The Chinese festival of Qing Ming (清明節 Qingming Jie) just passed a few days ago. This is the time of the year where Chinese would pay respects to their dearly departed relatives and ancestors by visiting and cleaning up their tombs, and to offer both paper offerings and food.
Historically, the ancient Chinese (around the time of Confucius and before) never had paper offerings. Instead, they would offer actual goods instead of paper replicas. The ancient Chinese used to offer ceramic pots, musical instruments, books, silk clothings, and even HUMAN BEINGS! (Did you know the Chinese still offered human beings during the Zhou Dynasty? That’s during Confucius’ time! Confucius might have probably offered human sacrifices too. I shudder at the thought.)
From then till now, so much has changed! There are no more human sacrifices, no more offerings of expensive pots, instruments, silk and other delightful things. I’m not sure how and when offerings changed to paper replicas, but it has.
Those unfamiliar with Chinese (folk) religion may sometimes wonder how burning paper replicas (or offering food and drink) works. To many, it seems like a very irrational practice. After all, why bother burning paper offerings or putting food and drink on the floor? If they’re dead, they’re dead, right? How is it possible for a spirit to acquire these offerings?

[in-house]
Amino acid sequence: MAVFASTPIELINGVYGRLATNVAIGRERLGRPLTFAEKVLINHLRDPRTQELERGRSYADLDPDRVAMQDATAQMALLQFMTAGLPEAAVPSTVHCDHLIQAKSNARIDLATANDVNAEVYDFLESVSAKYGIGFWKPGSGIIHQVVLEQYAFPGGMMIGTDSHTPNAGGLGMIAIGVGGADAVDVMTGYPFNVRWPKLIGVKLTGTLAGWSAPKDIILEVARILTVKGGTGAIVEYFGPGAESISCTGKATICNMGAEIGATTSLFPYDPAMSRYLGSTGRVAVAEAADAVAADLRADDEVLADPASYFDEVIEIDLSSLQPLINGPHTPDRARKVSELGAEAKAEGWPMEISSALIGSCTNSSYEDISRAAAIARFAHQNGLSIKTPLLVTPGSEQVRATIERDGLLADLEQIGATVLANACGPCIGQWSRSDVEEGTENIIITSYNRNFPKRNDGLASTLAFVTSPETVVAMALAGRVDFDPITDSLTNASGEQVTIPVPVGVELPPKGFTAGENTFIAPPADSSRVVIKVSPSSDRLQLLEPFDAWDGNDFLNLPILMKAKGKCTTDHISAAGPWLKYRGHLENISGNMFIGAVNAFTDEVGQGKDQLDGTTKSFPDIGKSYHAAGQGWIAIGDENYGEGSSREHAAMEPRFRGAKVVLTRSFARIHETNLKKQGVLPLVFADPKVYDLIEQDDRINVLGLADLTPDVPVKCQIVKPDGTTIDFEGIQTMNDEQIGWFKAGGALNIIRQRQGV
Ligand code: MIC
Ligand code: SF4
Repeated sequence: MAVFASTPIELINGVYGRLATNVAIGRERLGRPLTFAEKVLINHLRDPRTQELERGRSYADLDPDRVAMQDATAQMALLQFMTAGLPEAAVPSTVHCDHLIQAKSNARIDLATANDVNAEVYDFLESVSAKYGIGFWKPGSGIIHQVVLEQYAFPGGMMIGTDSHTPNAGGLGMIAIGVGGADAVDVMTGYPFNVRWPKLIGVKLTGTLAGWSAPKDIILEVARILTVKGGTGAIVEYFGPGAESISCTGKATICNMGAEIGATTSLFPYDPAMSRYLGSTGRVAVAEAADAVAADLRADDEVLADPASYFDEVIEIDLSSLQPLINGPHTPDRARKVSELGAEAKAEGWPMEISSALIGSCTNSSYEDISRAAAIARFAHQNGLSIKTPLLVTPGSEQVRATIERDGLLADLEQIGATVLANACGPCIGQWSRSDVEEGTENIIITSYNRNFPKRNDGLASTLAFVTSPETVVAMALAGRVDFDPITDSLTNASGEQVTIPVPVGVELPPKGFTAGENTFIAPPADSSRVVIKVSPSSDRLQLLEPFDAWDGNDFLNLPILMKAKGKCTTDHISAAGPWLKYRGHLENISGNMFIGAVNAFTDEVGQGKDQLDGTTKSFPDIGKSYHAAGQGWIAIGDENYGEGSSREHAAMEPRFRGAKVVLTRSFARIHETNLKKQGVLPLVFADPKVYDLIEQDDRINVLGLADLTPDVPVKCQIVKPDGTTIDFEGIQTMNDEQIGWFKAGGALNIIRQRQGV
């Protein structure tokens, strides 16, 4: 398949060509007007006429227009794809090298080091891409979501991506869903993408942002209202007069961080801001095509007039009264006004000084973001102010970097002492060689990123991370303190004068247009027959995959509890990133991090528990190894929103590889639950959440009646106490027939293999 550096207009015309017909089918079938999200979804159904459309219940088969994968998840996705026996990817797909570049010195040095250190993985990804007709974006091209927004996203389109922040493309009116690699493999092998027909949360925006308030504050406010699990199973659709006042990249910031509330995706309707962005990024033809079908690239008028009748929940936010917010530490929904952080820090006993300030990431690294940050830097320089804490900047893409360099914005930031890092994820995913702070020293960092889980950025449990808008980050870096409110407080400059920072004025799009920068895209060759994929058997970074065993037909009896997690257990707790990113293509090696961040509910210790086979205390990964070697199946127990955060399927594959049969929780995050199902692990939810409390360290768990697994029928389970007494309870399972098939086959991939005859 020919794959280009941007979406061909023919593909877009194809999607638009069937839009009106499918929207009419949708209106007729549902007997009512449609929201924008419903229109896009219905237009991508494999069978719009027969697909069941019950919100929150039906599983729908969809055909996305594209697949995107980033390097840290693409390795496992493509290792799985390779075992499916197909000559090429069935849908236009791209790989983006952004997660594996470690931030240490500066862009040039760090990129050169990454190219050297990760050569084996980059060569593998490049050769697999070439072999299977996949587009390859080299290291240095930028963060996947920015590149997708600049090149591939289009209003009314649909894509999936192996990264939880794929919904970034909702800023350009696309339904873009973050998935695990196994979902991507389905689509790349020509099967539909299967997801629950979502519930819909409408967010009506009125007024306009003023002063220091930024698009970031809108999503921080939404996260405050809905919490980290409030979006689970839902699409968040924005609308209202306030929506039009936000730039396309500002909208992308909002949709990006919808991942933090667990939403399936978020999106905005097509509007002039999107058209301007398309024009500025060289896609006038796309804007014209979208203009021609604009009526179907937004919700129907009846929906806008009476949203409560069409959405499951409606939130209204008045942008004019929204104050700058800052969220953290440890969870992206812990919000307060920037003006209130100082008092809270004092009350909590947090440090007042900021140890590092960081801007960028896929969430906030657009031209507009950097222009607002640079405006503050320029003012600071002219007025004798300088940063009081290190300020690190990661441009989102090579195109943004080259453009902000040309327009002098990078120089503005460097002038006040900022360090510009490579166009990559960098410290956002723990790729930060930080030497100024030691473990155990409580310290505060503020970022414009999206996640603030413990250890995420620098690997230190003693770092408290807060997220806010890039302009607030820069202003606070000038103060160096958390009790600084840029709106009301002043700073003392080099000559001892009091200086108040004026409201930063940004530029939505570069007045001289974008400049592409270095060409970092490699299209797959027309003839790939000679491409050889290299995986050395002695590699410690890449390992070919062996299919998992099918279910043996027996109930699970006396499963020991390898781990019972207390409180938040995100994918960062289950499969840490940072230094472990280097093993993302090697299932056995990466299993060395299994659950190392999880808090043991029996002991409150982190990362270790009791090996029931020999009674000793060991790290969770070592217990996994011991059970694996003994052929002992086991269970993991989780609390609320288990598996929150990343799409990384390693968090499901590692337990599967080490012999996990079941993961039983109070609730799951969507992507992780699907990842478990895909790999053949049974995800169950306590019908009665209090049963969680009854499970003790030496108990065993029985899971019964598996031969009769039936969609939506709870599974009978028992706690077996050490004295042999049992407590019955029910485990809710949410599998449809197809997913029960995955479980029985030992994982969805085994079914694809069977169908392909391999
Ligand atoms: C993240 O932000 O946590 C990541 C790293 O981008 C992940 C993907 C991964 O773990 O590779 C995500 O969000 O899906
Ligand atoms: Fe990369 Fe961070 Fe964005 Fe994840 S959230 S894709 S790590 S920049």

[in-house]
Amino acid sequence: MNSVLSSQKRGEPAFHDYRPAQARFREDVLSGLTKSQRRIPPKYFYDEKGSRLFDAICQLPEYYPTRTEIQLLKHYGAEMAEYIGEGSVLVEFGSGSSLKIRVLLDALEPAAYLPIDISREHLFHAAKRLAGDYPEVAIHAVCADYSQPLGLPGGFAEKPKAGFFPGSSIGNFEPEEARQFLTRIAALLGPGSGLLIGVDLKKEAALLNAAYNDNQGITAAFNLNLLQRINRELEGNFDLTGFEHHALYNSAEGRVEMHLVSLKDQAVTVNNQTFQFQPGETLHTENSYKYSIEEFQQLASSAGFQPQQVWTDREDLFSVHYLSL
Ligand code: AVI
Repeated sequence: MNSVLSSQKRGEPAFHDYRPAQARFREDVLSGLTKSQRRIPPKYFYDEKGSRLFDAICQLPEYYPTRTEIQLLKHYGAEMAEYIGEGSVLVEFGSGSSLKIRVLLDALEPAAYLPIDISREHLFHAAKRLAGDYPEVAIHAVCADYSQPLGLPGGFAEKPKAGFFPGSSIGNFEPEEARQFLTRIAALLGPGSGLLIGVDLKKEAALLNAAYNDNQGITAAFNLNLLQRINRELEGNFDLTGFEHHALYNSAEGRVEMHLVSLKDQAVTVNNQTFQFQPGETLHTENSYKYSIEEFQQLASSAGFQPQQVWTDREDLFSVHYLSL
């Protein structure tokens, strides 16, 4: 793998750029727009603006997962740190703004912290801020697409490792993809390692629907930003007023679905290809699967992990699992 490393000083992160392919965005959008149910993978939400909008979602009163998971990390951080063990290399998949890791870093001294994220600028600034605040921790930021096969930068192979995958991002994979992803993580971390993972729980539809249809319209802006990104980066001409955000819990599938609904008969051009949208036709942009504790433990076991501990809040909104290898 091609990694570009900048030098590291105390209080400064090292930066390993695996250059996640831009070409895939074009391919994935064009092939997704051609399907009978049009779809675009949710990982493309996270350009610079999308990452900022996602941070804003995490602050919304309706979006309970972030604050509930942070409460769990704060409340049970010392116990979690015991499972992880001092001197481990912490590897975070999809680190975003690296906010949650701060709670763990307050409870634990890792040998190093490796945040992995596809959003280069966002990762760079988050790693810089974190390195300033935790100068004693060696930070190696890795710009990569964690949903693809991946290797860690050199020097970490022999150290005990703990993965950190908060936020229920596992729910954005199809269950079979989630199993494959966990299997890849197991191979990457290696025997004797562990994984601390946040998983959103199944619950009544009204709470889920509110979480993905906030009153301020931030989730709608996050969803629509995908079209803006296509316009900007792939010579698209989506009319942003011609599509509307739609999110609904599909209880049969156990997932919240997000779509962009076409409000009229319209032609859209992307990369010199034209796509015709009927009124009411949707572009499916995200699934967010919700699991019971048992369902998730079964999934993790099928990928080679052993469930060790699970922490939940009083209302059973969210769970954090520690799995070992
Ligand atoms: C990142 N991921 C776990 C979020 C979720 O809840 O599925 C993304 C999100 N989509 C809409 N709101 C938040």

Well, here’s the thing: Chinese religion does not work on the same framework as the Western world. In the Judeo-Christian world view (which has influenced much of Western/modern thought), the soul is non-material while the body is material. The soul cannot be affected by material things, but it can be affected by non-material, e.g. other spirits. In this framework, material offerings do not make sense since the non-material soul of the dead cannot interact with these material offerings.
But the Chinese religion does not operate on such a framework. In the Chinese religious framework, there is no duality between body and soul. Rather, both body and soul are material and they are both made of the same “stuff” which we call qi (氣 vital essence). And since everything – body, soul, and offerings – are just as material and made of the very same “stuff” (i.e. qi), it is therefore possible for the soul of the dead to acquire and consume these offerings. In fact, it is precisely this conceptual framework that enables the Chinese to conceive of the idea of working your way to become a divine being (sage/immortal). (For some fun/disturbing facts about Chinese immortals, see Why do Chinese Immortals have such Huge Foreheads?)